Forget that the NASCAR Sprint Cup Series garage is a self-policing society. Forget that the transporter of reigning Cup champion Brad Keselowski was parked next to that of five-time champ Jimmie Johnson last week at Texas or that their garage stalls were in close proximity. Johnson emphatically denied that he or anyone on his No. 48 team blew the whistle on Keselowski's team last week, when infractions involving rear end housings subsequently led to huge penalties for both of Penske Racing's Cup cars – the No. 2 of Keselowski and the No. 22 of Joey Logano.
Crew chiefs Paul Wolfe (No. 2) and Todd Gordon (No. 22) were fined $100,000 each and suspended for six Cup points races as well at the NASCAR Sprint All-Star Race in May. NASCAR also suspended the car chiefs and race engineers of both teams, along with Penske team manager Travis Geisler, for six weeks.
The punishments are stayed pending the hearing of Penske's appeal, but if they are upheld, the loss of personnel will test severely the depth of the Penske organization.
Where the actual detection of the violations is concerned, Johnson said in no uncertain terms that the No. 48 team had nothing to do with it, despite speculation to the contrary earlier in the week.
"No, the Hendrick group and the No. 48 team did not rat out the Penske cars," Johnson said Friday at Kansas Speedway. "There are two decisions teams are faced with in the garage area. Everybody has people watching. We've been very impressed with the No. 2 car's staff and their ability to have somebody just stand and watch other teams."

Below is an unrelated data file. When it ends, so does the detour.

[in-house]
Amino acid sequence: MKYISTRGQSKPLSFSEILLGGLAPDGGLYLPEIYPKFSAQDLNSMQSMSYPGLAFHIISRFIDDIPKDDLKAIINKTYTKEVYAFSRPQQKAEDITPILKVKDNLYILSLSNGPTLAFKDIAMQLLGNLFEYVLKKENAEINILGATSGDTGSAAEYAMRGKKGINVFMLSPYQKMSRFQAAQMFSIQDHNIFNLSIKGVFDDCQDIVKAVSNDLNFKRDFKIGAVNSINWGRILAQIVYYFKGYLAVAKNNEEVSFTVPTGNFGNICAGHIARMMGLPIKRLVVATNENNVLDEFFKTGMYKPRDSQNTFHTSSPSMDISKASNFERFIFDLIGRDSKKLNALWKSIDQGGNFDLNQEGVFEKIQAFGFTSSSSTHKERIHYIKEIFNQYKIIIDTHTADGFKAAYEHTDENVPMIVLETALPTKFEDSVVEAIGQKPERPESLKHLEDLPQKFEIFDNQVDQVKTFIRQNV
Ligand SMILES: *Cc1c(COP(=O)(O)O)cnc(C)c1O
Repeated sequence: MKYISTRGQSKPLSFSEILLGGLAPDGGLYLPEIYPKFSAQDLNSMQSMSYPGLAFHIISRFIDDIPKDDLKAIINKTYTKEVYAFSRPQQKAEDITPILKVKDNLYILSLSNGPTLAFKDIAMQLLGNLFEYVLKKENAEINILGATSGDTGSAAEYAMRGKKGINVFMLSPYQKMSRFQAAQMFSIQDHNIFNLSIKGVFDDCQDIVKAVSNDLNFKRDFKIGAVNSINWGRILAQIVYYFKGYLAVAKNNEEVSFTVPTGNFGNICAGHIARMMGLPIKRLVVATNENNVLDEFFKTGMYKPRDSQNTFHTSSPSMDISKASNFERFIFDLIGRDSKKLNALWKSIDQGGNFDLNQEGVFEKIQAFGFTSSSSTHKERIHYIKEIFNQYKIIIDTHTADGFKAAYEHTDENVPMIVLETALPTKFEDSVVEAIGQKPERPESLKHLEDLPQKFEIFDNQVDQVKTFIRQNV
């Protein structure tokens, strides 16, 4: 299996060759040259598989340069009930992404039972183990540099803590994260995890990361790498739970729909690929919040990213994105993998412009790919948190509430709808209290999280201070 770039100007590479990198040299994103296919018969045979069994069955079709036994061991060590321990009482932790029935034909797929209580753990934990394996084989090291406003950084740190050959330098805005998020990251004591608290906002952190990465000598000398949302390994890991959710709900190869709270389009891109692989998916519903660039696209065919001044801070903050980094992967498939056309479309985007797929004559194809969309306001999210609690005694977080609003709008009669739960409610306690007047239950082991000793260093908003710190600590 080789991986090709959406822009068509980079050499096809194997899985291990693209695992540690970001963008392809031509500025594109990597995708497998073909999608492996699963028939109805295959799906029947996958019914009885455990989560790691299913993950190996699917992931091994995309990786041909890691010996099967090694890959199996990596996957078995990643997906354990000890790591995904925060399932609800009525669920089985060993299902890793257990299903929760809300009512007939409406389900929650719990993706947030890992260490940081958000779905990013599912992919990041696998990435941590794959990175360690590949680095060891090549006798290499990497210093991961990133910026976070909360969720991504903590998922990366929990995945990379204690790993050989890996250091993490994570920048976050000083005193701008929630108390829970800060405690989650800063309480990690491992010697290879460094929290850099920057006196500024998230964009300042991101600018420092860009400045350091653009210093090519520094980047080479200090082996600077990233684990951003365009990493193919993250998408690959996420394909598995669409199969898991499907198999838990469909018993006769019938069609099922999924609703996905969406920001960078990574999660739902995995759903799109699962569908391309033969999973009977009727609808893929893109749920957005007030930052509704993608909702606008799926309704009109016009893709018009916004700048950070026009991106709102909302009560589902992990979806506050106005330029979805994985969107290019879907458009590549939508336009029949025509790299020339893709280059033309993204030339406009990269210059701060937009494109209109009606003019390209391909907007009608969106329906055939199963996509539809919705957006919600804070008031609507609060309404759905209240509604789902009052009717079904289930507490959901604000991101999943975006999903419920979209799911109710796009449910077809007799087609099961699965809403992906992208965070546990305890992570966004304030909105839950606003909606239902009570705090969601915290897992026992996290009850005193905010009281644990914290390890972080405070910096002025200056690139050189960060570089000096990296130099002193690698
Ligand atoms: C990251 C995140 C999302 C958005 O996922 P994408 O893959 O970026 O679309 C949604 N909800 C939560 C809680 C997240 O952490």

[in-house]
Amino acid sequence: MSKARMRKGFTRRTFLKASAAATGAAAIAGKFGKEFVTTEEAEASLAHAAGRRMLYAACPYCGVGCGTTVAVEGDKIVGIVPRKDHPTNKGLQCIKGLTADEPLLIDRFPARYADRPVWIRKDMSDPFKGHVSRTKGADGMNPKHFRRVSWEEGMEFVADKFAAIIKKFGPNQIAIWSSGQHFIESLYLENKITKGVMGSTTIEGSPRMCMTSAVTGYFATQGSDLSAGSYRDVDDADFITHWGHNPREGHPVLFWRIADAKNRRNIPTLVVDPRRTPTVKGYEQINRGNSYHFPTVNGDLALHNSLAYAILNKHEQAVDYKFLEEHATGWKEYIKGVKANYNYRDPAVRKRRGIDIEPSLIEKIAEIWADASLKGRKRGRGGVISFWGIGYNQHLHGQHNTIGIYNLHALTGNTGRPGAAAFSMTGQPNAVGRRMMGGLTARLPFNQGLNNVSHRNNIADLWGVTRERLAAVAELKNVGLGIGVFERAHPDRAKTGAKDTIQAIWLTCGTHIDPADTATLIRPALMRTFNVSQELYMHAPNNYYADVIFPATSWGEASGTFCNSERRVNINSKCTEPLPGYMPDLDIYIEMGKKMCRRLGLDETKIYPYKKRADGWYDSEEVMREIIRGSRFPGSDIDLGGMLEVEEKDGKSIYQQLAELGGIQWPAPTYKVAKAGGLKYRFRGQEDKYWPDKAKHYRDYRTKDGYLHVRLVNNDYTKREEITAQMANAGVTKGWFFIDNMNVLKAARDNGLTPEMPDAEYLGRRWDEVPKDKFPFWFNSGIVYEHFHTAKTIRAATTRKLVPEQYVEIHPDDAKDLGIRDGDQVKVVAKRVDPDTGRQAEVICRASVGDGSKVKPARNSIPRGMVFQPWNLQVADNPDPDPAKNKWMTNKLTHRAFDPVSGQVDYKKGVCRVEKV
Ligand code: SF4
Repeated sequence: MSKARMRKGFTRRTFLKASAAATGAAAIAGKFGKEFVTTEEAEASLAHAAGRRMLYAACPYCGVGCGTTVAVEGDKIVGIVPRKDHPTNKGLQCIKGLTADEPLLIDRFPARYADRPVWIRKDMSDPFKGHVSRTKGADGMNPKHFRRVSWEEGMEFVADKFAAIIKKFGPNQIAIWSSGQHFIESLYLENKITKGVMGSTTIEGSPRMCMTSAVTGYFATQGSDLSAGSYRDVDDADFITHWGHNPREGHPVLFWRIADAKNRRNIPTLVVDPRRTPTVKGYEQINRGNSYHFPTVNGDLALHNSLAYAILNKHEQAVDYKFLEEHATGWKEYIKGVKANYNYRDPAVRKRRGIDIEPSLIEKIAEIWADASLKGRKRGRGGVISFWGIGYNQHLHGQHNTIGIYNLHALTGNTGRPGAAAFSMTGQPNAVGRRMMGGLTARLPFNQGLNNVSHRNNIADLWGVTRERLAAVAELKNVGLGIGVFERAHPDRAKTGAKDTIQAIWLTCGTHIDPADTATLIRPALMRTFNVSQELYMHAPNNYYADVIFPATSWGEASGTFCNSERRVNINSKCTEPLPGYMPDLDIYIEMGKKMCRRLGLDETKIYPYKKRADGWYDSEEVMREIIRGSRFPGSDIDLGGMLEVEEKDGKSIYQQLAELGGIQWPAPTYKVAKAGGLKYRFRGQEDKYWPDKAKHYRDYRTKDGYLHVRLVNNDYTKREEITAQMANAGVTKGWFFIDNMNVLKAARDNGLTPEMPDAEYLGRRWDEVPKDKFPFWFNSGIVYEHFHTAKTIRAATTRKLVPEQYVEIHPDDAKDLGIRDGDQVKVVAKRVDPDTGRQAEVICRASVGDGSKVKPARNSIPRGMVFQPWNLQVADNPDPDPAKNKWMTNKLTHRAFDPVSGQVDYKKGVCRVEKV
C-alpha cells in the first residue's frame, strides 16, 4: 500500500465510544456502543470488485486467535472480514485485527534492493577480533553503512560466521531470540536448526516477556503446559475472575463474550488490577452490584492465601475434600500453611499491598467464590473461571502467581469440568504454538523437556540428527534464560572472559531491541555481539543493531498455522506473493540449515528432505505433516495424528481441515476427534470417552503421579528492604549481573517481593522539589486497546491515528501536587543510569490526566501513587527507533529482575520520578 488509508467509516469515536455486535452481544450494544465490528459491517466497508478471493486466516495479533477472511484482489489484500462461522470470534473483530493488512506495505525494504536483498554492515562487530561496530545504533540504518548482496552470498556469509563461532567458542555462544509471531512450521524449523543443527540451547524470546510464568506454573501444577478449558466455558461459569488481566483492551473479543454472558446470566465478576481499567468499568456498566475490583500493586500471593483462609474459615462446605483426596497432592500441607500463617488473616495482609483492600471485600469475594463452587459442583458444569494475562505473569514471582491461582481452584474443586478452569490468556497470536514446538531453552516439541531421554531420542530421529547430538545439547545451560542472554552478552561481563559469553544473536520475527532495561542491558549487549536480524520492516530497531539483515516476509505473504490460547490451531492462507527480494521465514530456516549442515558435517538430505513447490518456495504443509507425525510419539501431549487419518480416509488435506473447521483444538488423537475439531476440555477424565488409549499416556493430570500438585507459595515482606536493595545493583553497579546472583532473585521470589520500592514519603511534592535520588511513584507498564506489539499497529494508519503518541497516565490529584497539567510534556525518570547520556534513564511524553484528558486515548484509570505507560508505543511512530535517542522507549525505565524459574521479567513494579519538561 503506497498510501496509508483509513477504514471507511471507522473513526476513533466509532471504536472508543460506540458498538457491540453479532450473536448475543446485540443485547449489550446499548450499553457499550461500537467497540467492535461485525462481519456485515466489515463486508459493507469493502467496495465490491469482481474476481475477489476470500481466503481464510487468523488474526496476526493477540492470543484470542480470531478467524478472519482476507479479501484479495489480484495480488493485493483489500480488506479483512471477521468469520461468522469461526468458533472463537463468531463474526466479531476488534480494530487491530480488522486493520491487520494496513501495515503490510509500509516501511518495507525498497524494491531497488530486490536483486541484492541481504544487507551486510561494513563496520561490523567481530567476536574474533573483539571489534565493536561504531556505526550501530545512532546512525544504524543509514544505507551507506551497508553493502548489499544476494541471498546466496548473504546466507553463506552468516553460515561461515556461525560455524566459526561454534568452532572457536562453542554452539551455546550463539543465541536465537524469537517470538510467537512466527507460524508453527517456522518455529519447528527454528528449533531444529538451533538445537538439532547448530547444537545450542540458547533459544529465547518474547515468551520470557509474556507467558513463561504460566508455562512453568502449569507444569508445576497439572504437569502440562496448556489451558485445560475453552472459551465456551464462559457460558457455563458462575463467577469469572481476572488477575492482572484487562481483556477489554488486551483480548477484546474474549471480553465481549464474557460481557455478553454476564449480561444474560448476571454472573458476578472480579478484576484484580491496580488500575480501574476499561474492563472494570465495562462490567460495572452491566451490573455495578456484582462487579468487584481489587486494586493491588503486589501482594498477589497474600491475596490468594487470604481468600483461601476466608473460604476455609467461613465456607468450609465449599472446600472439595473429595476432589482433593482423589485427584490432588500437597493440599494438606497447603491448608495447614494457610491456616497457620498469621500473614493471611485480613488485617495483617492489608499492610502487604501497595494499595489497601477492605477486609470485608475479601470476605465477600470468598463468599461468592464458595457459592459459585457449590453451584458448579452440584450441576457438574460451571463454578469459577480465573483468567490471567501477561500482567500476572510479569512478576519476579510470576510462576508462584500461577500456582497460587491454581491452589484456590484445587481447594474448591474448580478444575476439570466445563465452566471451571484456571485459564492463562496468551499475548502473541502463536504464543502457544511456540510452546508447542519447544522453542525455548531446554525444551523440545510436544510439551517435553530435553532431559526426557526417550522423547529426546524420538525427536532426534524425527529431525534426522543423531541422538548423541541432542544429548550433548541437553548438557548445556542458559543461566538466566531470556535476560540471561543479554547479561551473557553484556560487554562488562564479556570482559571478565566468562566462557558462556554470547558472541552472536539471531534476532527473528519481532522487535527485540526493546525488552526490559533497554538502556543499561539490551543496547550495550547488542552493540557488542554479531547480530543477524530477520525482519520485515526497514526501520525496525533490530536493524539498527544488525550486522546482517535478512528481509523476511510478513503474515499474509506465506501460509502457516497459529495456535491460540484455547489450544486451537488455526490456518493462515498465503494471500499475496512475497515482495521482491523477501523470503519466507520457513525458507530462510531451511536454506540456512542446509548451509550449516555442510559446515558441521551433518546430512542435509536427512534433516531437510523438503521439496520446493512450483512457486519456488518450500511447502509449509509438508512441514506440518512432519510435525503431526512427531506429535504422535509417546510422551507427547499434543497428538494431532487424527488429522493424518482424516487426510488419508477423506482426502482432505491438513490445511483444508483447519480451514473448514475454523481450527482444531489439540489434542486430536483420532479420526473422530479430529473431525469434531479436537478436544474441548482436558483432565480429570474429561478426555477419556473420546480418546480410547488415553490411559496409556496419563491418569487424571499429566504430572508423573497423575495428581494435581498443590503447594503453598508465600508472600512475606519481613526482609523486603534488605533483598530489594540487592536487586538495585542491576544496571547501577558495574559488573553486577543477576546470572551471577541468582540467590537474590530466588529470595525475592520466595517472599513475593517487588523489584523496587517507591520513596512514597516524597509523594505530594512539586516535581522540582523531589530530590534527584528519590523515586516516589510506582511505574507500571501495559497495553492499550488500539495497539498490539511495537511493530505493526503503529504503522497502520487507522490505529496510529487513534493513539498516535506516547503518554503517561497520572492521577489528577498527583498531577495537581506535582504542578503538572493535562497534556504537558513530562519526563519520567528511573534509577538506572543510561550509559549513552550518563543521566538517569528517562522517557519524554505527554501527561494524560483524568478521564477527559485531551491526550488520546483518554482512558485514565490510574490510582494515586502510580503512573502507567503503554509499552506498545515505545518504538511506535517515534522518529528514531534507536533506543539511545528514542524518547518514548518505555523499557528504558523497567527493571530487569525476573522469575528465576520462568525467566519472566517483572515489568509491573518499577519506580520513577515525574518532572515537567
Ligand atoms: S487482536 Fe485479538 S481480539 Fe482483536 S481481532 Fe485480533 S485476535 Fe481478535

Johnson says that, while someone from the 48 team may try to discern what other teams are doing, it's not their style to play garage tattletale.
"This environment does take place in the garage area. Yeah, there are eyes open, but when a team sees something, they have two options. One, they go home and try to adapt it to their car and understand it and see if they can make it work, or they go in the (NASCAR) truck and say something. We don't say something. We're a company built on performance. We're a company that tries to understand the rule book as close as we can to the law.
"Sure, we have had our issues with it, but that's racing – it's been that way since day one of racing. We go in there and we try to be as smart as we can and conform to the rules and put the best race car on the track. With all that being said, no, sure there was a lot of activity around the Penske cars during the test day, just like all the other cars. Everybody is watching, everybody is looking, but in no way shape or form did anybody from the No. 48 car walk into that truck and say anything."